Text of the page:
In January, Berkeley Police Chief Michael Meehan's son lost his iPhone. We've all been there, down that harrowing and unimaginably terrifying rabbit hole. So, like any nobel law enforcement official, Meehan had a 10 cops (some on overtime) look for his son's missing smartphone. Which, of course, is perfectly reasonable. So much so, in fact, that the "embattled" chief held a press conference yesterday defending his actions, saying that it was not "some kind of preferential treatment," but something his department "would do for anybody in the city."

Smashing news, folks. Berkeley really is the greatest city in the Bay Area. In Meehan's defense, however, this isn't the only time where a veritable SWAT team was used to fine a missing phone. Berkeleyside has more:

On Tuesday, the BPD supplied Berkeleyside with examples of seven cases where anywhere between four and 11 police officers were assigned to track and locate iPhones or iPads. The cases were from the past three years. One took the police to San Francisco, and two resulted in arrests.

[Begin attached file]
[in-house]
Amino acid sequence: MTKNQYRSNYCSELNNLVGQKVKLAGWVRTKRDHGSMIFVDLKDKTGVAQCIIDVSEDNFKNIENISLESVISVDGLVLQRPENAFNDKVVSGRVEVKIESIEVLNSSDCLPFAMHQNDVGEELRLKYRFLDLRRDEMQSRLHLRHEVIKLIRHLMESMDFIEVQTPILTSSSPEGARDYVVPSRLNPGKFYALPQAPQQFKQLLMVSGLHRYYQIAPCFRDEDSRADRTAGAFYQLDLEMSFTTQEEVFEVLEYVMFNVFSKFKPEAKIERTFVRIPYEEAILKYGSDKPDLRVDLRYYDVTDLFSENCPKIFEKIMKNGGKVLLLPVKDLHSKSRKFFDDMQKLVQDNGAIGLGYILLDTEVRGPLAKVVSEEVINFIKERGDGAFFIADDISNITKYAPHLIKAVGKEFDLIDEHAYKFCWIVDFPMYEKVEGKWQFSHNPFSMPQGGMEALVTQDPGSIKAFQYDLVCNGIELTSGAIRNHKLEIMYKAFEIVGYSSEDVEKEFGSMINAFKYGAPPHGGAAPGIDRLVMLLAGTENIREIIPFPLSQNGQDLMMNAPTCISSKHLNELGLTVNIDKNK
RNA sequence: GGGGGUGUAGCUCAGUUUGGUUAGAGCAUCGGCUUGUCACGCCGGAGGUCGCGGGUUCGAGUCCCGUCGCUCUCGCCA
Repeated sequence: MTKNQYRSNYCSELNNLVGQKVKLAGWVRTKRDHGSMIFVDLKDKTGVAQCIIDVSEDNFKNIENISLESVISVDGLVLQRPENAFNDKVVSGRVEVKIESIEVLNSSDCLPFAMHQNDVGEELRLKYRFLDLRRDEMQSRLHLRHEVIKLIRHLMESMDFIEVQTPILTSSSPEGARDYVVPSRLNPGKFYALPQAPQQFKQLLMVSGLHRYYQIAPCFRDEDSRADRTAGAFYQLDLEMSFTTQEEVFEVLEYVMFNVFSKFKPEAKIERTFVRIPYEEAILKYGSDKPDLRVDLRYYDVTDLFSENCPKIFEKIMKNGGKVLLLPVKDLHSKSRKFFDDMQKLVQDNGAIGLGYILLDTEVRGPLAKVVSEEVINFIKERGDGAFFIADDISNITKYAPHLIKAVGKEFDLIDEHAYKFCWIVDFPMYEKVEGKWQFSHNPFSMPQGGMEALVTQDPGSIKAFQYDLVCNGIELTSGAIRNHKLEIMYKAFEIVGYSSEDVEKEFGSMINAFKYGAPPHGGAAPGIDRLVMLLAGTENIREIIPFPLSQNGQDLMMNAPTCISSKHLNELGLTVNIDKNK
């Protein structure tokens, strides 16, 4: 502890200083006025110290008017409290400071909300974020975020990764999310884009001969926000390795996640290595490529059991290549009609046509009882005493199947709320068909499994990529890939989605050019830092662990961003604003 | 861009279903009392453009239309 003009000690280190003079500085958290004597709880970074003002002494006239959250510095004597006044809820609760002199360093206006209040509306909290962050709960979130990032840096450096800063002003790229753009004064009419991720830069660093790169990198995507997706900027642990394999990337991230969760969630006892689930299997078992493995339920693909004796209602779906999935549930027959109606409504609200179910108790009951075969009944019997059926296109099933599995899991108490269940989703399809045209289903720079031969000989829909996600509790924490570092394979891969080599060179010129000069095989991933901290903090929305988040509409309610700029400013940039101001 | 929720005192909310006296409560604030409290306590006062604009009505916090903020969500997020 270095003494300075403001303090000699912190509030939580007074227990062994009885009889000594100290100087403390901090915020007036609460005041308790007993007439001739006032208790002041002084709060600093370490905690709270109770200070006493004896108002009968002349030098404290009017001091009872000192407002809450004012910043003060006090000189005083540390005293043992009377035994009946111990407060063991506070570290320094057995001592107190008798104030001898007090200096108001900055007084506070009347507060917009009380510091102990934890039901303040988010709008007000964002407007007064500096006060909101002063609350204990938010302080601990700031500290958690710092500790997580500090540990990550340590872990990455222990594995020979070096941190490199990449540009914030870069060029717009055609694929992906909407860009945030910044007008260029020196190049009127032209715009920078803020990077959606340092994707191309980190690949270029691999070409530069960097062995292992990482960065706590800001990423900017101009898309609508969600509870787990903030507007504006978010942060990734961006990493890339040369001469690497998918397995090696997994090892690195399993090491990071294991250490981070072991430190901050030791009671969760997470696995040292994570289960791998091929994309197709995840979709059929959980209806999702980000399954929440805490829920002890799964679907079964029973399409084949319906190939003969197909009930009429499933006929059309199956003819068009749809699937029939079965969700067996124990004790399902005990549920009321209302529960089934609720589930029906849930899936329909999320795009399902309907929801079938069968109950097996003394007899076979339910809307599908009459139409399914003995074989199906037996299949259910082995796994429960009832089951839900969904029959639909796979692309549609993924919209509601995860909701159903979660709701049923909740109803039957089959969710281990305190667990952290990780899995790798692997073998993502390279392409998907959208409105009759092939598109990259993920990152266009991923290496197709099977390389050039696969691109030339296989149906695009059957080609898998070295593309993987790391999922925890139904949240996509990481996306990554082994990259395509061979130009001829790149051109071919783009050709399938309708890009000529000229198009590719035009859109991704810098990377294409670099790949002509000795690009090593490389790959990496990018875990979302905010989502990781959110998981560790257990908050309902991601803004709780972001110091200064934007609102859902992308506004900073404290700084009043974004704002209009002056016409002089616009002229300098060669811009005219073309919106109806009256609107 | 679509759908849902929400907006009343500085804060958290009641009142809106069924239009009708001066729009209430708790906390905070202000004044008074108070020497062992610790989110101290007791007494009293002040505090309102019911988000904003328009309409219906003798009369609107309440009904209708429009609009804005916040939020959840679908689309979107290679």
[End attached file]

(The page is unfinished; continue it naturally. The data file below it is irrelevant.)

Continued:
And with that, if you're in Berkeley and your iPhone or iPad or, hell, even your Kero Kero Keroppi wallet goes missing, please call the Berkeley Police at once at 510-981-5900.

This latest oops comes on the heels of Meehan losing his cool by trying to manage a news story after the Bay Area News Group originally reported that he had apologized for the Berkeley Police Department's slow response to the murder of 67-year-old Peter Cukor. If you recall, Meehan had Sgt. Mary Kusmiss to go to the home of an Oakland Tribune reporter in an effort to change an incorrect story.